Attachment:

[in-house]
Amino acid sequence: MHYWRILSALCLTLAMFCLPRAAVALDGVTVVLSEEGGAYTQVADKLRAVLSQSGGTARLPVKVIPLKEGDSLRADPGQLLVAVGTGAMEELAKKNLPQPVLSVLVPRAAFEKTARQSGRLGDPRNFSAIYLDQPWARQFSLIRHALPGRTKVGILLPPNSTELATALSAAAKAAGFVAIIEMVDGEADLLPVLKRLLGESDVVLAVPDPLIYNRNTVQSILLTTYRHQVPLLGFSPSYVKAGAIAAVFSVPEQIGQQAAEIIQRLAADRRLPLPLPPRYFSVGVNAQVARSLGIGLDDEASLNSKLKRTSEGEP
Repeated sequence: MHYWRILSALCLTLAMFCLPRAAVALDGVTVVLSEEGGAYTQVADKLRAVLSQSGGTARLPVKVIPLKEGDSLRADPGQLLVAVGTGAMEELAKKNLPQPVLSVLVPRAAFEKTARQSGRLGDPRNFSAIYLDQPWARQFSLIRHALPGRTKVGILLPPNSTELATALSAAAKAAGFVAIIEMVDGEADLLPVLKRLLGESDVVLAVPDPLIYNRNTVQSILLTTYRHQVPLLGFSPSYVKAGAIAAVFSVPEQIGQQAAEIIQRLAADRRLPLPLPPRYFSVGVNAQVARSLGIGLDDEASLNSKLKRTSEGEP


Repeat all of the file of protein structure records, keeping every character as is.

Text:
[in-house]
Amino acid sequence: MHYWRILSALCLTLAMFCLPRAAVALDGVTVVLSEEGGAYTQVADKLRAVLSQSGGTARLPVKVIPLKEGDSLRADPGQLLVAVGTGAMEELAKKNLPQPVLSVLVPRAAFEKTARQSGRLGDPRNFSAIYLDQPWARQFSLIRHALPGRTKVGILLPPNSTELATALSAAAKAAGFVAIIEMVDGEADLLPVLKRLLGESDVVLAVPDPLIYNRNTVQSILLTTYRHQVPLLGFSPSYVKAGAIAAVFSVPEQIGQQAAEIIQRLAADRRLPLPLPPRYFSVGVNAQVARSLGIGLDDEASLNSKLKRTSEGEP
Repeated sequence: MHYWRILSALCLTLAMFCLPRAAVALDGVTVVLSEEGGAYTQVADKLRAVLSQSGGTARLPVKVIPLKEGDSLRADPGQLLVAVGTGAMEELAKKNLPQPVLSVLVPRAAFEKTARQSGRLGDPRNFSAIYLDQPWARQFSLIRHALPGRTKVGILLPPNSTELATALSAAAKAAGFVAIIEMVDGEADLLPVLKRLLGESDVVLAVPDPLIYNRNTVQSILLTTYRHQVPLLGFSPSYVKAGAIAAVFSVPEQIGQQAAEIIQRLAADRRLPLPLPPRYFSVGVNAQVARSLGIGLDDEASLNSKLKRTSEGEP